Years ago, the platform extenderds were controlled by a platform conductor by way of a large mechanica lever. They have since been partially automated. When a train comes in and comes to a stop, the T/O oresses a button on a switch box to trigger the gap fillers to extend out. On leaving, the train has to be accelerated very gently to start, and a gentle nudge by the train against a sensor in a gap filler triggers a retraction.
  by Allan
theseaandalifesaver wrote:Has this ever been a safety issue at all? Who controls the movable section of platform?
It has never been a serious safety issue (except when a section doesn't extend or retract).

To add to what railfan said - only at the Times Square Shuttle station (tracks 1 & 3) are the movable platforms operated by the train operator by pushing a button. When leaving the station the platforms retract at the push of a button.

The ones at 14th St are totally automated (but can be controlled manually if they had to be). As the train enters the station there are sensors on the walls that register how many cars there are on the train (at one time trains were less than 10 cars during the overnight and weekend hours and if the train was shorter only a few of the platforms would actually extend). When the train is stopped at the "S" stopping mark at the front of the platform, a relay triggers the controls and the platforms extend. There is always a short delay for this action to happen and the conductor keeps the doors closed until the platforms extend and lock into place and a light goes on. After a short time the light goes off meaning that the platforms are now unlocked and will retract as the train leaves. The conductor closes the doors and the train leaves very slowly. As the a train car body moves it nudges the movable platform and it snaps back into the retracted position. There is a special signal at the end of the platform which will not clear until all the moving platforms retract.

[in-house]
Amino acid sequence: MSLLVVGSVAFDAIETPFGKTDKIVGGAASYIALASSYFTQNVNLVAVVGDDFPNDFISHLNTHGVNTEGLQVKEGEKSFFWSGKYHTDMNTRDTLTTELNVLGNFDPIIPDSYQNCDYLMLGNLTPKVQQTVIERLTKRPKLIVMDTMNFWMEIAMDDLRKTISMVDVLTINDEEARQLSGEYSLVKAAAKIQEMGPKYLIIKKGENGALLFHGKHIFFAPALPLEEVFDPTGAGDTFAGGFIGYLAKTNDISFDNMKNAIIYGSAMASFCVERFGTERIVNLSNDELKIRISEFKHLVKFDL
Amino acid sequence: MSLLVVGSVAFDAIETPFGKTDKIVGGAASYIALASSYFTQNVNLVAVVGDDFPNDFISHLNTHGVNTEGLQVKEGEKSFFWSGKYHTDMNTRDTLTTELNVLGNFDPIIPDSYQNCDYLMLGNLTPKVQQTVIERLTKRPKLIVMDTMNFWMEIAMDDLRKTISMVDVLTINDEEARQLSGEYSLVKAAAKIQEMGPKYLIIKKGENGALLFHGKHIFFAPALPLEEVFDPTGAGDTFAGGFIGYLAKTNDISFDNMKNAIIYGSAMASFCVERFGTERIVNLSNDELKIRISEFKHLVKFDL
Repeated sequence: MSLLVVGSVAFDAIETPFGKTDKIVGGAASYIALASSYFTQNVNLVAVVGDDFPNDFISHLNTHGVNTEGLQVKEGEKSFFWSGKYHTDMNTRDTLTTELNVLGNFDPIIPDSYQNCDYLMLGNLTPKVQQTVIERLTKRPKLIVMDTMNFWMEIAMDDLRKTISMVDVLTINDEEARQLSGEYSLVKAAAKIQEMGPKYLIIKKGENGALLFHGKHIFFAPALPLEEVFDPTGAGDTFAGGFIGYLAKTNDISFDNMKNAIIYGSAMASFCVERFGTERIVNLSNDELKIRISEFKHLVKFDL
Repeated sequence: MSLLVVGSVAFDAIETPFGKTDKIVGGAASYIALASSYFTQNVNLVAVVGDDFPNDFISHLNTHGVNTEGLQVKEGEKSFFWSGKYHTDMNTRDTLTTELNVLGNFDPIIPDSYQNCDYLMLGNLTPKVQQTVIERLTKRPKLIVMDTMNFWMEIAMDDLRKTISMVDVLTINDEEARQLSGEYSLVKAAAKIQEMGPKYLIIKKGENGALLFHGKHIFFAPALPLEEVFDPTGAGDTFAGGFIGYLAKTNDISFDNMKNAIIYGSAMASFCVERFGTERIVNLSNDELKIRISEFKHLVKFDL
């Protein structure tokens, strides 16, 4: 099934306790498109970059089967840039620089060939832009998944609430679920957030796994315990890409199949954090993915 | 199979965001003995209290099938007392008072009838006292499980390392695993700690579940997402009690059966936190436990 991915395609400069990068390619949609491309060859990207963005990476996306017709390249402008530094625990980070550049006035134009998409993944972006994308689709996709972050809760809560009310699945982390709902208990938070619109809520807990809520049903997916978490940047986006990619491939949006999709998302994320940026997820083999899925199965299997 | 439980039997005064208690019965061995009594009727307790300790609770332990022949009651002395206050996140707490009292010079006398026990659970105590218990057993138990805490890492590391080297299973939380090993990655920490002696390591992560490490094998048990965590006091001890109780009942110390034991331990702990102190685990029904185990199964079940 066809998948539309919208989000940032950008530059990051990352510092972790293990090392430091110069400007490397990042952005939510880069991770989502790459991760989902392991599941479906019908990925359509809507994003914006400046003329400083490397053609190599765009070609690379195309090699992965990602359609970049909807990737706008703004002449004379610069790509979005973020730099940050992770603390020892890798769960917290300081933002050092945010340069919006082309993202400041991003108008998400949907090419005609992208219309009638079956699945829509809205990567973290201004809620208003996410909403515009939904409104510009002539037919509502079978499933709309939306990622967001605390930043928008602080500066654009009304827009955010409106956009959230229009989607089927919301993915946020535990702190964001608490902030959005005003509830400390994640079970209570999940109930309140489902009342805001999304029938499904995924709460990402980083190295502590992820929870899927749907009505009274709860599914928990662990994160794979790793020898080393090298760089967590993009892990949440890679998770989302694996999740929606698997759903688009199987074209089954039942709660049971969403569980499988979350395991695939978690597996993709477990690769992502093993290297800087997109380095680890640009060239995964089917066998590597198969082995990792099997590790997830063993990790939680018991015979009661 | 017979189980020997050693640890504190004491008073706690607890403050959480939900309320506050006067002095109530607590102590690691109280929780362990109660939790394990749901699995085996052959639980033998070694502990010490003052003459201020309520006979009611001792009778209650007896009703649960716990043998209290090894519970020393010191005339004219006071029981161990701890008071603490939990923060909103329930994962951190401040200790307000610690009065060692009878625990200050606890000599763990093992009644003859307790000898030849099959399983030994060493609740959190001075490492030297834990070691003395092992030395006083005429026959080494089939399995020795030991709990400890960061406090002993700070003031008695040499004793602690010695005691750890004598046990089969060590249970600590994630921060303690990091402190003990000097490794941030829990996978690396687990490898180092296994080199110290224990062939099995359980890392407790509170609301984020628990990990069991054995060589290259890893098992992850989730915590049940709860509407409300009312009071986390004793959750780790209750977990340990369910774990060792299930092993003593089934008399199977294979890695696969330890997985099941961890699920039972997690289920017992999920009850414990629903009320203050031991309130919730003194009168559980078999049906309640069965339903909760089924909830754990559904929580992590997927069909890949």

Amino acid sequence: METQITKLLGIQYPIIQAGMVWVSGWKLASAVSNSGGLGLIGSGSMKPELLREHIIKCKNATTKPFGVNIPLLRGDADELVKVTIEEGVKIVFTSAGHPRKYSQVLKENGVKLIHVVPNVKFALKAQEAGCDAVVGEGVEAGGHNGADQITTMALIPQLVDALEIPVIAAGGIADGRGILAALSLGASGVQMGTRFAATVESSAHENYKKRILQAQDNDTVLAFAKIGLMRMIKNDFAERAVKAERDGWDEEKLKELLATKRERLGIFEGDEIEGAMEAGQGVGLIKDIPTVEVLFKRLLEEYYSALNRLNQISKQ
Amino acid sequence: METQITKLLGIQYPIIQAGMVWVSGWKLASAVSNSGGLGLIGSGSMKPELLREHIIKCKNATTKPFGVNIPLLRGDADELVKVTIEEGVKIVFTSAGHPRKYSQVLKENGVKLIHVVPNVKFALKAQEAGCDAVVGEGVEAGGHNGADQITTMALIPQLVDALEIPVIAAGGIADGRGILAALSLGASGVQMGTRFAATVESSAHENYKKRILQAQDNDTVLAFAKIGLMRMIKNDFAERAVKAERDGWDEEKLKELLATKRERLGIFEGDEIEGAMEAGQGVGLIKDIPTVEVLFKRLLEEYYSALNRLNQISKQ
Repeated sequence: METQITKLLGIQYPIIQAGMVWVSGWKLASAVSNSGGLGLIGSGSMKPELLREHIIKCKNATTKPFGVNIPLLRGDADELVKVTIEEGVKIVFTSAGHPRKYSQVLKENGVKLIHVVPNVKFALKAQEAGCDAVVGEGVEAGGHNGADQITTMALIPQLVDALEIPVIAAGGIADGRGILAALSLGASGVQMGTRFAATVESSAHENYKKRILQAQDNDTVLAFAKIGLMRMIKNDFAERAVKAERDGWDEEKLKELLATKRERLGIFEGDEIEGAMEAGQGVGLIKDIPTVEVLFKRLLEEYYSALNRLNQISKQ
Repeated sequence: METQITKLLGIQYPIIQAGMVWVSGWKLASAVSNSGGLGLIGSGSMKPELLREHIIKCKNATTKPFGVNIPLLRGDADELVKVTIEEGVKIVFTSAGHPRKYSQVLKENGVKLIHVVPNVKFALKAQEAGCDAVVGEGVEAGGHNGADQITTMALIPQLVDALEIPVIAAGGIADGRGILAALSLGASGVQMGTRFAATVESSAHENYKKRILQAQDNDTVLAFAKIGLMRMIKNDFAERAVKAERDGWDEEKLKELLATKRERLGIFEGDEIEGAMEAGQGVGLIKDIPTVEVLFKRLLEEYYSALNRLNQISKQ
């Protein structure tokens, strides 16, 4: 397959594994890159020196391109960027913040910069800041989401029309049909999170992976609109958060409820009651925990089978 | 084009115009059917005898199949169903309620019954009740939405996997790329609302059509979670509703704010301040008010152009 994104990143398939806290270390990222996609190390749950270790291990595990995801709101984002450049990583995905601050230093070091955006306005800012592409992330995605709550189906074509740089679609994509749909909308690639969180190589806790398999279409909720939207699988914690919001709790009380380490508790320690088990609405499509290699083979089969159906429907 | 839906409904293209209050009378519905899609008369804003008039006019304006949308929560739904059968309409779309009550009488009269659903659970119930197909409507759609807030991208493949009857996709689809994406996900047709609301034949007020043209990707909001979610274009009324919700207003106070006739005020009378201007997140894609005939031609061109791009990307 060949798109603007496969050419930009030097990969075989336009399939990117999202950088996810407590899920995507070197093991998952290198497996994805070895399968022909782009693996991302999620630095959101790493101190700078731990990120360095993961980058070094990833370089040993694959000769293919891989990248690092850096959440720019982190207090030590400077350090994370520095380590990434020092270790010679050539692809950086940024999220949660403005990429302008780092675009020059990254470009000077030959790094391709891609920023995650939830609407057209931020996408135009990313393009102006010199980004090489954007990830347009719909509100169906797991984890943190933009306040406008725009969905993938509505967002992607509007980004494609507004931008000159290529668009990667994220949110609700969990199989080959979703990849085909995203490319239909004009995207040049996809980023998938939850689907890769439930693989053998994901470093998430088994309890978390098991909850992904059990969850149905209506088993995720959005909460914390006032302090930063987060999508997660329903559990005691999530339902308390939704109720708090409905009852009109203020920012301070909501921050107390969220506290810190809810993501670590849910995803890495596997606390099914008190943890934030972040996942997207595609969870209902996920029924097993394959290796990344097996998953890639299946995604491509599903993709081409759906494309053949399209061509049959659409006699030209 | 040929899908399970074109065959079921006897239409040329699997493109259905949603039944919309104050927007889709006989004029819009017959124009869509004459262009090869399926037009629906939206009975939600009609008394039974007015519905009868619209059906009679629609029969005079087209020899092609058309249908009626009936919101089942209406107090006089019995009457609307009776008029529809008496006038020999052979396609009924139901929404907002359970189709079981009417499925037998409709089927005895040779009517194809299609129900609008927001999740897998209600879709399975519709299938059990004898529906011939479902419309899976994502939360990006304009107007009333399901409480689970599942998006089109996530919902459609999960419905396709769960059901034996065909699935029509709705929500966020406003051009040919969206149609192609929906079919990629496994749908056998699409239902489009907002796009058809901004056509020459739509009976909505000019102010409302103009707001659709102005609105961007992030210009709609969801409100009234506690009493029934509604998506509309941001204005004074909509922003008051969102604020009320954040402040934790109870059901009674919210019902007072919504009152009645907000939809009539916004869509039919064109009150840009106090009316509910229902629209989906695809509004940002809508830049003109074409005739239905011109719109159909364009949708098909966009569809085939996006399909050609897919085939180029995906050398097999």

At 14th St if the train operator upon entering the station goes past the prescribed stopping point (even by a few inches) then the platforms will not extend. This allows for situations where the train is not in passenger service and is just passing thru the station. If the train is in passenger service and the platforms don''t extend then all that can be done is to have the train continue to the next express station and passengers then have to take an uptown train back.

At the old South Ferry station it worked basically the same as 14th St although there were manual controls in the dispatachers office on the platform.
  by diffusedmind
Hi-Vs and Lo-Vs had center doors.
  by Allan
diffusedmind wrote:Hi-Vs and Lo-Vs had center doors.

The original IRT cars did not have center doors when the system opened. Center doors (with separate controls) were added to existing equipment in 1908/1909 and all new cars ordered after that had the center doors as standard equipment.
  by HBLR
The original line extended only to city hall, not south ferry.

One time the grates didn't extend, and the train didn't open its doors, so i had to go up one stop and come back to get where i was going. Made me late!